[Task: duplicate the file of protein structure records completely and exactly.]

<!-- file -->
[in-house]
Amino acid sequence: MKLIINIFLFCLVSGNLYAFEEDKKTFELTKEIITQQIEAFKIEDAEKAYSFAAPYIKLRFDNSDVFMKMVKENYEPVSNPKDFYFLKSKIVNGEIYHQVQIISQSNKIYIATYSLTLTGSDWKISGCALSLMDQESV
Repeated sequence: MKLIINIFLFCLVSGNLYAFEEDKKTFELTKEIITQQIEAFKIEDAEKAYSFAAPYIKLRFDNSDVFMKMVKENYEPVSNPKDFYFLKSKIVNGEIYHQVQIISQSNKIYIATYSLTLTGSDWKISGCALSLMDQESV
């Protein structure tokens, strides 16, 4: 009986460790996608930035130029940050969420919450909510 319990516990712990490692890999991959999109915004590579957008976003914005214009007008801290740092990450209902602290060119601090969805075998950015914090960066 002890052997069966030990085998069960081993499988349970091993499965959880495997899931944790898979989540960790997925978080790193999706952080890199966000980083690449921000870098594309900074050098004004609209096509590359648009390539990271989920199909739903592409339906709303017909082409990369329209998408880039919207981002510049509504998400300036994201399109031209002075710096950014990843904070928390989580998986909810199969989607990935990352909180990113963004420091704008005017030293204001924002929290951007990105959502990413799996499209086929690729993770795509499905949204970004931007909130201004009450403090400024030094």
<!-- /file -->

[in-house]
Amino acid sequence: MKLIINIFLFCLVSGNLYAFEEDKKTFELTKEIITQQIEAFKIEDAEKAYSFAAPYIKLRFDNSDVFMKMVKENYEPVSNPKDFYFLKSKIVNGEIYHQVQIISQSNKIYIATYSLTLTGSDWKISGCALSLMDQESV
Repeated sequence: MKLIINIFLFCLVSGNLYAFEEDKKTFELTKEIITQQIEAFKIEDAEKAYSFAAPYIKLRFDNSDVFMKMVKENYEPVSNPKDFYFLKSKIVNGEIYHQVQIISQSNKIYIATYSLTLTGSDWKISGCALSLMDQESV
């Protein structure tokens, strides 16, 4: 009986460790996608930035130029940050969420919450909510 319990516990712990490692890999991959999109915004590579957008976003914005214009007008801290740092990450209902602290060119601090969805075998950015914090960066 002890052997069966030990085998069960081993499988349970091993499965959880495997899931944790898979989540960790997925978080790193999706952080890199966000980083690449921000870098594309900074050098004004609209096509590359648009390539990271989920199909739903592409339906709303017909082409990369329209998408880039919207981002510049509504998400300036994201399109031209002075710096950014990843904070928390989580998986909810199969989607990935990352909180990113963004420091704008005017030293204001924002929290951007990105959502990413799996499209086929690729993770795509499905949204970004931007909130201004009450403090400024030094």